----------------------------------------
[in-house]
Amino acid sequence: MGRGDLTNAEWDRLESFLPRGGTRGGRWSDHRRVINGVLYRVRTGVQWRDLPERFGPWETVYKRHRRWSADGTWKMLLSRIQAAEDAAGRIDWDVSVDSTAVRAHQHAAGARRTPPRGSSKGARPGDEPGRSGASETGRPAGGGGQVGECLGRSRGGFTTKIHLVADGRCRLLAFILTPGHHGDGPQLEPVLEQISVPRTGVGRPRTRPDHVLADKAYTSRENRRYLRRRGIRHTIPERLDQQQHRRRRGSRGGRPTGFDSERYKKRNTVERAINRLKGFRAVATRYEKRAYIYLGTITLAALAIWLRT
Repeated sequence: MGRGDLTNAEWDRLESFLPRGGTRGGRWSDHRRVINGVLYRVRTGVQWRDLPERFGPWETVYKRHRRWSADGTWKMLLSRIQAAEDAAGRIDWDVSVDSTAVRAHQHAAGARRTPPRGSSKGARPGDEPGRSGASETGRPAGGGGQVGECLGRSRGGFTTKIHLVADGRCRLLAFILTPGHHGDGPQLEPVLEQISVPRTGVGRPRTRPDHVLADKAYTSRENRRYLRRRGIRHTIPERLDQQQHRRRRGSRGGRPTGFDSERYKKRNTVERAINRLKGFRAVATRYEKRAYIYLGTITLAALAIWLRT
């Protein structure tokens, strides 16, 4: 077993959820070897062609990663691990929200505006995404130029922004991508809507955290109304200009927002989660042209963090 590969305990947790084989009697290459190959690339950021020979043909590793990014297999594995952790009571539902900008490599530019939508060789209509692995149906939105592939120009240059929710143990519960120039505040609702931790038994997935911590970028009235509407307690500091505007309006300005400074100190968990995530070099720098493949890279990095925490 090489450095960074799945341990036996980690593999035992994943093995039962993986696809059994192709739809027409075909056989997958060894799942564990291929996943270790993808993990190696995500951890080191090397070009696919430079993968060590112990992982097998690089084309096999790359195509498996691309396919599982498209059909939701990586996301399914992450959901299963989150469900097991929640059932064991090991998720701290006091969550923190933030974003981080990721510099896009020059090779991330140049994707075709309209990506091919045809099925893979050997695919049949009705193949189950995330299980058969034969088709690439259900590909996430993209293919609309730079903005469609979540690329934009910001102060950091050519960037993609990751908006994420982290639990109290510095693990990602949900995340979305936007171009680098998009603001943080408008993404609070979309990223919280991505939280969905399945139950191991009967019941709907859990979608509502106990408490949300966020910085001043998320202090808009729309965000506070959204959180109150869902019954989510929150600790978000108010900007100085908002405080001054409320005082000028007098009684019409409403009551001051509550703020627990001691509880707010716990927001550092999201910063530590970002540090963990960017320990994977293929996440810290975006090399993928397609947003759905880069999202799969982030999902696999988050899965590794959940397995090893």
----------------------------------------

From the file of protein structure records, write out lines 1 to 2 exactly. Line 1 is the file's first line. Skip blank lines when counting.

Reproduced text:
[in-house]
Amino acid sequence: MGRGDLTNAEWDRLESFLPRGGTRGGRWSDHRRVINGVLYRVRTGVQWRDLPERFGPWETVYKRHRRWSADGTWKMLLSRIQAAEDAAGRIDWDVSVDSTAVRAHQHAAGARRTPPRGSSKGARPGDEPGRSGASETGRPAGGGGQVGECLGRSRGGFTTKIHLVADGRCRLLAFILTPGHHGDGPQLEPVLEQISVPRTGVGRPRTRPDHVLADKAYTSRENRRYLRRRGIRHTIPERLDQQQHRRRRGSRGGRPTGFDSERYKKRNTVERAINRLKGFRAVATRYEKRAYIYLGTITLAALAIWLRT